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When it rains, it pours for Utah State Aggies

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Utah State Aggies and the Fresno State Bulldogs play without a crowd due to COVID-19 restrictions in Logan on Saturday, Nov. 14, 2020.

Jeffrey D. Allred, Deseret News

The Utah State football team finally caught a break this week — the Aggies’ road game against Wyoming, scheduled for Thursday night, was canceled, thus sparing them what could have been another lopsided loss.

The game was canceled “due to an upward trend of COVID-19 cases within the Utah State football program,” according to a press release from the Mountain West Conference.

As if the Aggies needed anything else to go wrong this season.

For the record, that makes more than 60 college football games that have been canceled or postponed this season due to COVID-19; three have been canceled in the Mountain West.

It also means one more blow to an Aggies team that is reeling. Is there any team in the country that has had a worse run so far than USU? While everything has gone right for BYU, everything has gone wrong for USU. Both schools were 7-6 a year ago — and now BYU is 8-0 and ranked eighth in the national polls and USU is listing like the Titanic. BYU is winning by a landslide; USU is losing by a landslide.

The Aggies have played four games and lost all of them by a total combined score of 149-45 — or an average of 37-11.

It gets worse.

Head coach Gary Andersen, who resuscitated the program a decade ago and returned to the program amid much fanfare, was fired three games into the season.

Then the Aggies’ starting quarterback, Jason Shelley, who transferred to USU from Utah during the offseason and won the job in training camp, was dismissed from the team this week. Interim head coach Frank Maile said it was for “violation of team rules,” the tired old line that covers a multitude of athlete sins.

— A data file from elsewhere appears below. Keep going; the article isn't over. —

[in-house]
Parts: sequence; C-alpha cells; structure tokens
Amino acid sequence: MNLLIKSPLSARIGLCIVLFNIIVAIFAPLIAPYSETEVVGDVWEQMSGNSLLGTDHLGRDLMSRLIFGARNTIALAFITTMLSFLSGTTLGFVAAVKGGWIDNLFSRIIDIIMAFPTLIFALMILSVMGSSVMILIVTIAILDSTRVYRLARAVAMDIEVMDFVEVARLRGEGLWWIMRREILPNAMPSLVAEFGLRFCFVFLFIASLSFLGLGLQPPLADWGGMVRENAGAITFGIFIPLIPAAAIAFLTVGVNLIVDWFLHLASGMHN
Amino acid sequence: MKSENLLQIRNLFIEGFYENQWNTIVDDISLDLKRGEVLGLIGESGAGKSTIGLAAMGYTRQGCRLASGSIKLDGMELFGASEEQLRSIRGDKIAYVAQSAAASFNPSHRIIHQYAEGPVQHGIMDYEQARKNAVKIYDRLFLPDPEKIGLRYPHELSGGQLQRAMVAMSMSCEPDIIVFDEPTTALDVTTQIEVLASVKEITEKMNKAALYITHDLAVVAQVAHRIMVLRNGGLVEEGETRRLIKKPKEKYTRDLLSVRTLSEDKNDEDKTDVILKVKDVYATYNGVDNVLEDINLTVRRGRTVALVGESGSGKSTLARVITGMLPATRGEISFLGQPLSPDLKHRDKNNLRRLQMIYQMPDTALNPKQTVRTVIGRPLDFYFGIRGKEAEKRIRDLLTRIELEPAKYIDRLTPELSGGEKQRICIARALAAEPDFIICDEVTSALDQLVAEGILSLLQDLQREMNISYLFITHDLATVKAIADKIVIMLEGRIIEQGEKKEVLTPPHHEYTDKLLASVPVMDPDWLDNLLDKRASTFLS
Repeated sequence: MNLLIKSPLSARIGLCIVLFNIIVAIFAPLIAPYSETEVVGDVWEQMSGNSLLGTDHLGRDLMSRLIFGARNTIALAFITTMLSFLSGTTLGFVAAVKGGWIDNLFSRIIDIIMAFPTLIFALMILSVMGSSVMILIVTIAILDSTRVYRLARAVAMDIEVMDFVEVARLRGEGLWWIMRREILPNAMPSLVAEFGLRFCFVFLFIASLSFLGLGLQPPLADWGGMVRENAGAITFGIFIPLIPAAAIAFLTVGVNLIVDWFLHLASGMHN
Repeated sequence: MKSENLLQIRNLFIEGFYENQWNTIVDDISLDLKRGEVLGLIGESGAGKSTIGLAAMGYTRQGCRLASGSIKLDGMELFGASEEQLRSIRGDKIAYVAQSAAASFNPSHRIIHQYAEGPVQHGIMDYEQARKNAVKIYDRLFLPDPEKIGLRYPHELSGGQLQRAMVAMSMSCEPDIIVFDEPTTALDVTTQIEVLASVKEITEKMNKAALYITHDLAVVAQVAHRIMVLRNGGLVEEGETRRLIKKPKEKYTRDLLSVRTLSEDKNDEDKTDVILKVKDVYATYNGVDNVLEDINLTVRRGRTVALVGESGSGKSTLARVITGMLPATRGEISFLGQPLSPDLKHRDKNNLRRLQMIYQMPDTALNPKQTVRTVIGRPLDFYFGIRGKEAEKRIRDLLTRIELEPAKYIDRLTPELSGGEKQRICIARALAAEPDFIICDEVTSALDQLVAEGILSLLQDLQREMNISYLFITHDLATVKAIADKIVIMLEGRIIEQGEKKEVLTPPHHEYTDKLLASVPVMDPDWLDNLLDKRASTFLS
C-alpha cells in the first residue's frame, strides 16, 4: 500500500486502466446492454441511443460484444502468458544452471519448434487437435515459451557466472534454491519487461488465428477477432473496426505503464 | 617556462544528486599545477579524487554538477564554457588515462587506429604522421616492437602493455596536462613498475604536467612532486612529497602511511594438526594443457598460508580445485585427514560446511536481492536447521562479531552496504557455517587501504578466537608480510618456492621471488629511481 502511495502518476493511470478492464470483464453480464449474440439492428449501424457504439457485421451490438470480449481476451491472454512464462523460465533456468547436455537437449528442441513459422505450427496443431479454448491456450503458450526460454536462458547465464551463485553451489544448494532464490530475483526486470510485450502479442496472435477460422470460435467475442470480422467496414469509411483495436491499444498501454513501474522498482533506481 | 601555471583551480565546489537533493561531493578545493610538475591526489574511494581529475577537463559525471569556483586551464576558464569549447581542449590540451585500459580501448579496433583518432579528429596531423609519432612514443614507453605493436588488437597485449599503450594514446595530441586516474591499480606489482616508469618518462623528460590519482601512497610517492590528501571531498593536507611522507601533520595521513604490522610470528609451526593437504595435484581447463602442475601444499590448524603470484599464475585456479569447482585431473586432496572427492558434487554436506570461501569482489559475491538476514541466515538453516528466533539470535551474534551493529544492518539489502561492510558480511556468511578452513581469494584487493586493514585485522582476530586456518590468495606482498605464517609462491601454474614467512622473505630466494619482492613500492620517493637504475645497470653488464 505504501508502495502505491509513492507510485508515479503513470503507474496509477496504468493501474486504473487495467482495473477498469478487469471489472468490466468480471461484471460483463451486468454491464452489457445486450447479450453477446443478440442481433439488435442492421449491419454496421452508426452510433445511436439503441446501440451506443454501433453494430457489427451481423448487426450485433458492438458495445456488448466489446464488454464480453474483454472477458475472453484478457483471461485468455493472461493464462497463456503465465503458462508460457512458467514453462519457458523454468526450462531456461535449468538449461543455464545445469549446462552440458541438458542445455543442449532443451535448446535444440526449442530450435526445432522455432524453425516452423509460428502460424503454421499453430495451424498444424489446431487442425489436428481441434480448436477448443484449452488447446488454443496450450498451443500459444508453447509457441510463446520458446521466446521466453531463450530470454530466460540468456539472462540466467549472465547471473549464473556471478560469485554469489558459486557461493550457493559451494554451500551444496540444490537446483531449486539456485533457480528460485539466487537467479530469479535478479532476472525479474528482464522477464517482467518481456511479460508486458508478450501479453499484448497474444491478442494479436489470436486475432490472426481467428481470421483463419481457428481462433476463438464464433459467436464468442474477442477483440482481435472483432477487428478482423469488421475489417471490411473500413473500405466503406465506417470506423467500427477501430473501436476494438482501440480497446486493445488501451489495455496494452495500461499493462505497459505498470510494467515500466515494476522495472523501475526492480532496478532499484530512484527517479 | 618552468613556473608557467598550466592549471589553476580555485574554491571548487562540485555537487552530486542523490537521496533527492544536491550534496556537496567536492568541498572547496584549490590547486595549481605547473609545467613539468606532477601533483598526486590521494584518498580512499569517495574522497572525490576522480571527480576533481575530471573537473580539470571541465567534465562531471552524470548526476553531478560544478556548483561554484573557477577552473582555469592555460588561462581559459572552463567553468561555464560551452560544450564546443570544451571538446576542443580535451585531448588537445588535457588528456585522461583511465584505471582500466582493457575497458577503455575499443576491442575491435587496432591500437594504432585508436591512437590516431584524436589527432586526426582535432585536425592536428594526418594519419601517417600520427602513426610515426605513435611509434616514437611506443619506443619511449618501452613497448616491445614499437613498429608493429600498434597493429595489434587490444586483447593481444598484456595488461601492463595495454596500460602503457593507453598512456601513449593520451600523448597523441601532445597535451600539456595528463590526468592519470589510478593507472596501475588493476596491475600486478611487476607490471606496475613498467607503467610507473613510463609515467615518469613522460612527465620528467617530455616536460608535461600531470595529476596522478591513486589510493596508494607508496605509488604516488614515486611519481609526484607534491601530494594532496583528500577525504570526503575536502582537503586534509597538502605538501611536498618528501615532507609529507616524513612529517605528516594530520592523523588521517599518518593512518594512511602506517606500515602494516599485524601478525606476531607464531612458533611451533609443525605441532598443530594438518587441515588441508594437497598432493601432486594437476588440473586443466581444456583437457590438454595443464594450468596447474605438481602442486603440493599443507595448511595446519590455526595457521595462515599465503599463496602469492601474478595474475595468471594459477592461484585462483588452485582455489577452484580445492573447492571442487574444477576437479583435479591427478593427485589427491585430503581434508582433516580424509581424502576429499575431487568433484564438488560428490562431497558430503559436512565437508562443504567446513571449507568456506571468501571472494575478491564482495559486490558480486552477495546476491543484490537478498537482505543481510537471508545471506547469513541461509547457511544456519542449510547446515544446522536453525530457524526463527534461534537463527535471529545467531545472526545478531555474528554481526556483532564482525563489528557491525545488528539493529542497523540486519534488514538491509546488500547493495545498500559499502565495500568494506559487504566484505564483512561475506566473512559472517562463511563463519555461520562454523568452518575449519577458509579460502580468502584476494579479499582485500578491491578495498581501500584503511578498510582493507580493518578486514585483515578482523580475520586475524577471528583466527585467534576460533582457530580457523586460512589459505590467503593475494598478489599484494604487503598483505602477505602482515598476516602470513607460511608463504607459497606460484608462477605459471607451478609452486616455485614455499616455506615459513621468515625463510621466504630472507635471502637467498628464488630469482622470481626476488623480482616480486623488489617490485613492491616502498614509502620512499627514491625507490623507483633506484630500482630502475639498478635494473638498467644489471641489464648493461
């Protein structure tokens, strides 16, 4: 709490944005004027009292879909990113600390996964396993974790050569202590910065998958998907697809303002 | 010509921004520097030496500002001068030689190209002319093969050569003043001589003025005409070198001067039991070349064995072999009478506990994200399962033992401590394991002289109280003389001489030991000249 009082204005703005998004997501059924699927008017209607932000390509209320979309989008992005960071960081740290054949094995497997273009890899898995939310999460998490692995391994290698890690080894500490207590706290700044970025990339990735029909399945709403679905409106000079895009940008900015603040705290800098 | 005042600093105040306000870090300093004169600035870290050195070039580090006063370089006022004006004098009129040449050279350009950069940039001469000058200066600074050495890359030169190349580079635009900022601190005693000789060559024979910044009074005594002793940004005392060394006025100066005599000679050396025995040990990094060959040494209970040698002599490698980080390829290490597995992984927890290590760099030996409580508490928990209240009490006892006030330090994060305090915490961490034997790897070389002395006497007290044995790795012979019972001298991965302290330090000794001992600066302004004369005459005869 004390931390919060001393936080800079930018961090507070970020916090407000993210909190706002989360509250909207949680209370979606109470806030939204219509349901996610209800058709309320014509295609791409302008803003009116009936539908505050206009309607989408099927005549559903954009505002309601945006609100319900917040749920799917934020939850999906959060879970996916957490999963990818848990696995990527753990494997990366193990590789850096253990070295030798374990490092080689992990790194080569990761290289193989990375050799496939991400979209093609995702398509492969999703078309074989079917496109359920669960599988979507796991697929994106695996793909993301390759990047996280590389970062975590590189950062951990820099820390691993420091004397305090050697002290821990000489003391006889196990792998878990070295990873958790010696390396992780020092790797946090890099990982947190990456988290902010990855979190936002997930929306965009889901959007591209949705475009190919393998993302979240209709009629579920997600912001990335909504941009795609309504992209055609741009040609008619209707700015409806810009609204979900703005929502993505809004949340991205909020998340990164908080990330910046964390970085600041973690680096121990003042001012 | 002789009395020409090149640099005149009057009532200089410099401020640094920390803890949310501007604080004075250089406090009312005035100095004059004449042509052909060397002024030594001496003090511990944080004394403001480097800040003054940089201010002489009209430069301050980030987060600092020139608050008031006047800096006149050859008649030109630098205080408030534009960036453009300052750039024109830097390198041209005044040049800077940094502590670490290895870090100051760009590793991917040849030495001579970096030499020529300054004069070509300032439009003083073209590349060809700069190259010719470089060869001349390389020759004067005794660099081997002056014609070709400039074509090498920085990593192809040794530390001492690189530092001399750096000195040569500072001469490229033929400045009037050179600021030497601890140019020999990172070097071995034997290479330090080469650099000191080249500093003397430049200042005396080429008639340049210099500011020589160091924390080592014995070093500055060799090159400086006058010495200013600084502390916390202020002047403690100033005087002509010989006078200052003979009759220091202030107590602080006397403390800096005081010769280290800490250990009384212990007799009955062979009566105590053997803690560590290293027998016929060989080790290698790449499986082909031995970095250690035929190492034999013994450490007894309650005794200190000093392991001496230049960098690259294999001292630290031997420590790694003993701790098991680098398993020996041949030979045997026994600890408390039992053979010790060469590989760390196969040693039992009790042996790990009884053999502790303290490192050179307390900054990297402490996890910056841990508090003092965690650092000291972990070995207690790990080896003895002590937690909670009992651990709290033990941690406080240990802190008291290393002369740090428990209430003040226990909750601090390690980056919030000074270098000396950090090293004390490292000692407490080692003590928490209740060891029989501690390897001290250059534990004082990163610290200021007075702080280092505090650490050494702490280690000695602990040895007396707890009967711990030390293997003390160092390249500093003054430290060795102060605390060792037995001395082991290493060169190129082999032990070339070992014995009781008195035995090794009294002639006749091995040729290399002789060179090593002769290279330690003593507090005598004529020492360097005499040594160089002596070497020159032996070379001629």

Shelley transferred to USU rather than play defense for the Utes. Now he’s playing no position anywhere. As a USU quarterback, he produced modest numbers, completing 51 of 99 passes for 420 yards, two touchdowns, two interceptions and no victories. Maybe he would have had more success as a safety, as the Utes believed.

Shelley’s replacement will be — well, no one is sure. Shelley’s backup this season has been sophomore Andrew Peasley, but, as more bad luck would have it, he tested positive for COVID-19 and did not dress for the last game. That meant Cooper Legas, a redshirt freshman from Orem, was going to start against Wyoming.

The Aggies’ remaining three games are against other struggling teams — New Mexico (0-3), Air Force (0-2) and Colorado State (1-2) — so maybe there’s hope for a win coming in.

The Aggies, ranked 127th in the nation in the widely respected Sagarin Ratings, have fallen hard and fast. Only a year ago they were 7-6. Only two years ago they were 11-2 and ranked 21st in the final coaches poll. Head coach Matt Wells left for Texas Tech after that season.

Maile, the Aggies’ interim coach, is a good soldier. He has been on the USU coaching staff since 2009 and twice has been appointed “interim” head coach (the first time in 2018). He hopes to become the permanent coach, but that seems unlikely.

The Aggies’ demise is just one more dismal turn in the in-state football scene, the obvious exception of course being BYU. Southern Utah and Weber State aren’t playing — their seasons were postponed until spring — and, so far, neither is Utah. The Utes’ first two games have been canceled. Normally, they’d be wrapping up their season now — they played their last two games of the 2019 regular season on Nov. 23 and Nov. 30 — and they still haven’t faced their first opponent.

It’s a strange football season. Barring a dramatic reversal of fortune, the Aggies’ season can’t end too soon.